happytime murders

For our third and final interview from our visit to the set of The Happytime Murders, I bring you a discussion with producer/co-writer and Melissa McCarthy’s close collaborator Ben Falcone. In a roundtable interview, Falcone talked about how good the screenplay was on first read, the strange world-building of the movie, the difficulties in making an R-rated puppet comedy, making raunchy comedy that isn’t mean-spirited, how inactive puppets look like they’ve died, and how a puppet set is different from a regular set.

Do you do any puppets in this movie? What’s your role beyond producer?

That’s it. I’m just back there trying to pitch jokes, but mostly yeah. Thank you so much. But yeah, no, that’s, that’s all I, that’s all I’m doing here.

What made you and Melissa want to this?

You know, Melissa read the script and she read it really quickly and said she thought it was great. Which, you know, there are, there are good scripts out there… This one’s really great, not all that common. So, um, I read it and I also thought it was really great. And so basically it just comes. I read it, I mean, I’m sure I’m exaggerating, but I feel like I read it in 30 minutes. It was just a really clean and really funny and I thought it had a good point, some good points to make. So I was into it from the, from the start.

Could you give us a synopsis of the movie kind of where we start without too far into it?

Sure. Like 25 minutes later, I’m like, and in summation! It’s a movie about, it’s a world in which, you know, puppets and humans lived together and puppets are sort of the outcasts of society a little bit. There’s a puppet cop named Phil played by Bill Barretta who’s amazing and a human cop, a detective Edwards played by Melissa and they’ve had a falling out and they have to re-team up to solve a series of murders.  So that’s basically what it is with the, you know, the sort of puppet human societal element in the background.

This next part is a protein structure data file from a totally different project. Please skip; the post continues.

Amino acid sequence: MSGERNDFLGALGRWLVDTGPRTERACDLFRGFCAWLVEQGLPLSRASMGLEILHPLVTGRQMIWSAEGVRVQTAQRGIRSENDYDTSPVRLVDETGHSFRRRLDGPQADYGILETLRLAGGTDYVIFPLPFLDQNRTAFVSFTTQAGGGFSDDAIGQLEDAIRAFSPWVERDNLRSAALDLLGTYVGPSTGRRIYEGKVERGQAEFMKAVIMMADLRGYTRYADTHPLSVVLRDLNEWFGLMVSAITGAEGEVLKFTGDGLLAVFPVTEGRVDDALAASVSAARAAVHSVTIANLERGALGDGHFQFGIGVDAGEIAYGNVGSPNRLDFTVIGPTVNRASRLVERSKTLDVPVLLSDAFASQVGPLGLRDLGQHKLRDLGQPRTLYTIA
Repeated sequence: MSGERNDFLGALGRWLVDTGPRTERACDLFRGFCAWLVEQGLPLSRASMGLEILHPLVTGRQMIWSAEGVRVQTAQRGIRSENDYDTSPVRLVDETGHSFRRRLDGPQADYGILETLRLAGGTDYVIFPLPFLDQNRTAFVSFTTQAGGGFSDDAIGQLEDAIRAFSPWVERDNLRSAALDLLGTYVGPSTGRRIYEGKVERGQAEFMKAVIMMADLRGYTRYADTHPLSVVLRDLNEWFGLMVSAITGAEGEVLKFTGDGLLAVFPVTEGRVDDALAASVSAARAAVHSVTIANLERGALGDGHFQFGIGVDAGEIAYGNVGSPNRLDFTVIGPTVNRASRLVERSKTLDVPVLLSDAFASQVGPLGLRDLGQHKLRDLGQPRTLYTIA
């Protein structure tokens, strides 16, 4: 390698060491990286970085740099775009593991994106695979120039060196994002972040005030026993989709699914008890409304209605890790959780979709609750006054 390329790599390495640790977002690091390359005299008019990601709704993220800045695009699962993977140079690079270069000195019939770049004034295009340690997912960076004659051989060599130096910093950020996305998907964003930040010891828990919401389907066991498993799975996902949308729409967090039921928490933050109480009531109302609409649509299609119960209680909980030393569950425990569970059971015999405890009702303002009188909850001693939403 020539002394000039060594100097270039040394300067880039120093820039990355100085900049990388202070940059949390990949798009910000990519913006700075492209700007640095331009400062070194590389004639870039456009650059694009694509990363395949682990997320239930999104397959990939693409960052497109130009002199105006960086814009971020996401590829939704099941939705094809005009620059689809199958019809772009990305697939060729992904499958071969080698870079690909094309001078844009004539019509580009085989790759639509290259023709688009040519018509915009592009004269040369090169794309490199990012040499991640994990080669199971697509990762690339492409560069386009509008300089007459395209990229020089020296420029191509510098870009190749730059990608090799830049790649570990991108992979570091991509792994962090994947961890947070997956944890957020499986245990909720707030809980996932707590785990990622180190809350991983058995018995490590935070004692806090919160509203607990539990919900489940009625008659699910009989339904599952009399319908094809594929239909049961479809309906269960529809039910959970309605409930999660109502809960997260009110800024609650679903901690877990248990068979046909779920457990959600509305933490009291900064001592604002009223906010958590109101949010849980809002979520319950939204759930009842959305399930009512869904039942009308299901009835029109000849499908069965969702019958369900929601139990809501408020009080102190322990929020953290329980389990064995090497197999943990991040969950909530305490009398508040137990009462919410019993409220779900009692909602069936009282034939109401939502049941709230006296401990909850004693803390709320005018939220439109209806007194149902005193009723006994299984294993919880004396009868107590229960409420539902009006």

As the murders are happening? Apparently there was a show that happened in the 1980s?

Right. So, The Happytime Murders refers to a show called The Happytime Gang, which is like a famous show from the eighties or early nineties where, yeah, where there are puppets and a human, Jenny, played by Elizabeth Banks, our friend. Then she was the star of the show. And so basically Phil gets wise to the fact that these murders are going down and brings Edwards in even though they have a lot of animosity towards each other and they, you know, it’s, it’s kind of a, it’s a, a cop movie. A buddy movie and it’s, you know, to me it’s about their friendship and about them, like kind of reconnecting through some hard stuff and you know, during some hard times, and it’s super fun because puppets are very funny.

happytime murders

You said the puppets are sort of outcasts. Did something happen to make that?

You know, it’s, I think it’s just the world that’s set up that Brian is setting up really well. Brian Henson and the director and it’s, it’s just like, that’s how the world is. There’s just a, there’s puppets, you know? So, when you see a walks sign, there’s a human one and then there’s a puppet one at their level because generally they’re a little bit smaller. You know, the way that he’s got it set up is that puppets are sort of ostracized and they’re a little bit less than and they’re not taken care of entirely by the law. And so, it’s a really interesting kind of world that he’s just setting up and he’s just saying this is how it is.

Is there a message in there?

Well, I mean, I think you could definitely find some messages in there of like, you know, trying to treat everybody with equality and you know, a better, a better country for all of us for sure. Yeah.

I always loved when Henson would do these more adult things, but it seems like it’s harder and harder to do puppet stuff that is adult. How hard is it to get a production like this off the ground?

Well, they’ve had it going for, I mean, I’ll let Brian speak to it, for many reasons. First of which, he’s smarter than me, but he’s, I think had the script for six years and Adam Fogelson from STX has loved it forever. And when you’ve got the head of a studio and Brian Henson and it still takes a long time, it must mean that it’s pretty tricky to get it going. But here we are. They were crazy enough to let us try it. So, it seems really funny and Brian’s making a great movie.

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